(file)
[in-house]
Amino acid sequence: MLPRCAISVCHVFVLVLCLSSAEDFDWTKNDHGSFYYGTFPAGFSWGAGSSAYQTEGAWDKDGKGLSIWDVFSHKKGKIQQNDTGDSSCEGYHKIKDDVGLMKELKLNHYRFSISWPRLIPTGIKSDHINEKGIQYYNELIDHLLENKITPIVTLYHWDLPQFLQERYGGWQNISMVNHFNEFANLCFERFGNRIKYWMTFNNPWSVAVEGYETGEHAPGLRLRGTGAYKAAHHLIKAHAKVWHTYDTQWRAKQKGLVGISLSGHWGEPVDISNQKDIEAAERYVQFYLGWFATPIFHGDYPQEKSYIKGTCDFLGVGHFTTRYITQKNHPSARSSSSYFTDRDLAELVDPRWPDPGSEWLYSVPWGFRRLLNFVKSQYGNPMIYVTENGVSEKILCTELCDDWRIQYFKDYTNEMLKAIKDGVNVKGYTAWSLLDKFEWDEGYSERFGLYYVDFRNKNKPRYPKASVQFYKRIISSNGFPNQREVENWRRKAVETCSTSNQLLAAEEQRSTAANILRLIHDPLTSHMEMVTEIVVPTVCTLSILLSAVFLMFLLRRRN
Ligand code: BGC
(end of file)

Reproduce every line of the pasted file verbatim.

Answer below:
[in-house]
Amino acid sequence: MLPRCAISVCHVFVLVLCLSSAEDFDWTKNDHGSFYYGTFPAGFSWGAGSSAYQTEGAWDKDGKGLSIWDVFSHKKGKIQQNDTGDSSCEGYHKIKDDVGLMKELKLNHYRFSISWPRLIPTGIKSDHINEKGIQYYNELIDHLLENKITPIVTLYHWDLPQFLQERYGGWQNISMVNHFNEFANLCFERFGNRIKYWMTFNNPWSVAVEGYETGEHAPGLRLRGTGAYKAAHHLIKAHAKVWHTYDTQWRAKQKGLVGISLSGHWGEPVDISNQKDIEAAERYVQFYLGWFATPIFHGDYPQEKSYIKGTCDFLGVGHFTTRYITQKNHPSARSSSSYFTDRDLAELVDPRWPDPGSEWLYSVPWGFRRLLNFVKSQYGNPMIYVTENGVSEKILCTELCDDWRIQYFKDYTNEMLKAIKDGVNVKGYTAWSLLDKFEWDEGYSERFGLYYVDFRNKNKPRYPKASVQFYKRIISSNGFPNQREVENWRRKAVETCSTSNQLLAAEEQRSTAANILRLIHDPLTSHMEMVTEIVVPTVCTLSILLSAVFLMFLLRRRN
Ligand code: BGC